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14 Features

History Lesson: Pokemon Red & Blue

By Matthew Castle on Sunday 3rd Nov 2013 at 11:30 AM UTC

Finger ever on the pulse, CVG's sister publication N64 Magazine first spotted Pikachu in October 1997, a good 16 months after Pocket Monsters had launched in Japan.

"A small, yellow cat", the magazine guessed, before moving on to kiss 007's freshly released face in GoldenEye 007.

Now, that little electric mouse clogs our 3DS slots and just appeared in his 808th anime episode. You can't trot to the local newsagents without tripping over the little fella at least three times.

Pokémon's dad, Satoshi Tajiri, never intended cute to be the order of the day. The initial spark of genius came in a memory of childhood - of insect-hunting and the joy of discovery. Known as Dr Bug, young Tajiri roamed the Tokyo suburb of Machida trapping beetles and scooping up tadpoles. The latter inspired Poliwhirl's stomach spiral - the design mimics intestines visible through the frog-to-be's translucent skin.

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As Tajiri grew older, Machida changed around him. Fields became tarmac and ponds brimming with toad-like wildlife became arcades brimming with toad-like teenagers. Tajiri was among the coin-op fanatics, setting up the arcade fanzine Game Freak in 1978 to dispense tips and techniques for all the latest machines.

Hand-written and photocopied, the mag was sold by the entrepreneurial Tajiri for 300 a pop. At the height of Game Freak's popularity his in-depth Xevious special 'How to score a million points' sold over 10,000 copies.

The transition from magazine to games developer really isn't tricky to imagine. Tajiri was part of a gang of writers, tech-heads and artists fervently discussing gaming intricacies - who else do you need to make a game? Spurred on by winning a Sega-sponsored 'Design a game' contest aged 16, Tajiri was becoming a dab hand at programming.

Incidentally, Tajiri has odd working practices: he sleeps for 12 hours before working 24. He's highly reclusive, and the few pictures of him you can find show him looking totally knackered.

Also notable was contributing Game Freak artist Ken Sugimori, the man who would later design the first 251 Pokémon. Tajiri single-handedly programmed Game Freak's 1989 gaming debut - a bizarre doll-filled arcade puzzler, Quinty. More importantly, 1989 saw the release of the Game Boy in Japan.

Oddly, of all the Game Boy's myriad qualities, it was the link-up cable that sparked Tajiri's imagination - envisioning bugs crawling along the line he was whisked back to his childhood days. Bugs driven away by industry could live once again; children who had never seen a tree in all their life could play digital bug-hunter.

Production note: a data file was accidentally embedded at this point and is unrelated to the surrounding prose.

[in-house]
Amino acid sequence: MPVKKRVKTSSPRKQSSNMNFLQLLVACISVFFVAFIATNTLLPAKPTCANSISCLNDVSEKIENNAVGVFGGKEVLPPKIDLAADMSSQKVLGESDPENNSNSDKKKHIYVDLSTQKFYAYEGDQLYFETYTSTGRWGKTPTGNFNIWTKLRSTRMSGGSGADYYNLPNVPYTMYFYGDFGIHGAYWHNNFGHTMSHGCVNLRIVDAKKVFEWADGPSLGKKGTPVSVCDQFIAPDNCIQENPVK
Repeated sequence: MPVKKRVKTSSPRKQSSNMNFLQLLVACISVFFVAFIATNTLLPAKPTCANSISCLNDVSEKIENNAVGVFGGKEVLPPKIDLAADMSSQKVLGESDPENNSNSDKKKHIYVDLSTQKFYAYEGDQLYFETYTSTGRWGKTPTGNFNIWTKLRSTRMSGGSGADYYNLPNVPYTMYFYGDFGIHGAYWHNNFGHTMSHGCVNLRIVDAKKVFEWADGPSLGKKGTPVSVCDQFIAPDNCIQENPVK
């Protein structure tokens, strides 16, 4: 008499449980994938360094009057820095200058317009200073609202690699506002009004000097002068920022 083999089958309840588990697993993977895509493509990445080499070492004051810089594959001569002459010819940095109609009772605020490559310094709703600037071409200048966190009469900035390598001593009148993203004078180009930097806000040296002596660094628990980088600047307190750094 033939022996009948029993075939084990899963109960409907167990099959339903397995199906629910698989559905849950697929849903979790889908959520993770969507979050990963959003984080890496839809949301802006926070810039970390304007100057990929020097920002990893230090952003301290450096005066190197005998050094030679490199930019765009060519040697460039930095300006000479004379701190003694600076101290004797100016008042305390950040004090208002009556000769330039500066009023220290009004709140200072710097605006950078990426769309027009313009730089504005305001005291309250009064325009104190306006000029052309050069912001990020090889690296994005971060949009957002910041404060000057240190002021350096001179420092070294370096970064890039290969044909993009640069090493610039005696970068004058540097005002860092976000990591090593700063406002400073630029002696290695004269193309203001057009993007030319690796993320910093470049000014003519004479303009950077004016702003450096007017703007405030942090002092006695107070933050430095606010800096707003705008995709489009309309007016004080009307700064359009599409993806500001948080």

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Amazingly, Nintendo almost passed on the idea when Tajiri pitched Capsule Monsters in 1990. The concept was good enough, however, to catch Miyamoto's attention. He acted as Tajiri's mentor and the relationship was affectionately referenced in the game - in Japan, you play as Satoshi and your rival is Shigeru, always slightly ahead of you.

To be fair, Miyamoto was pulling his weight - it was his idea to release multiple versions of the game to encourage trading.

The development staff had a few tricks up their sleeves too, mind. Pokemon's sprightly marching music, for example, is partly a result of the handheld's musical limitations. Composer Junichi Masuda saw he could manipulate white noise to synthesise a snare drum, and the distinctive theme grew from there.

As Tajiri refined the idea for the next five years, Game Freak got cosy with Nintendo, working on Yoshi, Mario and Wario games and the Game Boy Camera and Printer. Released in 1995, the Game Boy Camera software debuted Pokémon sprites a year before their proper release. On 27 February 1996, Pocket Monsters Red and Green (as they were known in Japan) hit the stores.

18 years and more than 200 million sales later, you don't need us to tell you what happened next. But we will anyway.

Six months later the graphically tweaked Pocket Monsters Blue was sold as a mail order exclusive. This improved build was the template for the West's Pokémon Red and Blue, released in 1998 after (for the time) an epic localisation job.

Interestingly, Nintendo of America wanted to toughen up the cute Pokemon, but Nintendo's own far-from-cute president Hiroshi Yamauchi (who recently passed away) put his foot down. So next time you curse the twee thunder-mouse, consider this: he could have been Chuck Norris. Phew.

Le Freak, C'est Chic

Before it got involved in all this Pokemon malarkey, Game Freak released a bunch of other games, some on non-Nintendo systems.

Not afraid to try new things, the studio tinkered with the puzzle, platformer and visual novel genres before finally hitting gold (or using Pay Day, if you will) with Pokemon Red and Green in Japan.

Here, then, is a selection of Pokemon-free games that Game Freak have released over the years.

Additional reporting by Chris Scullion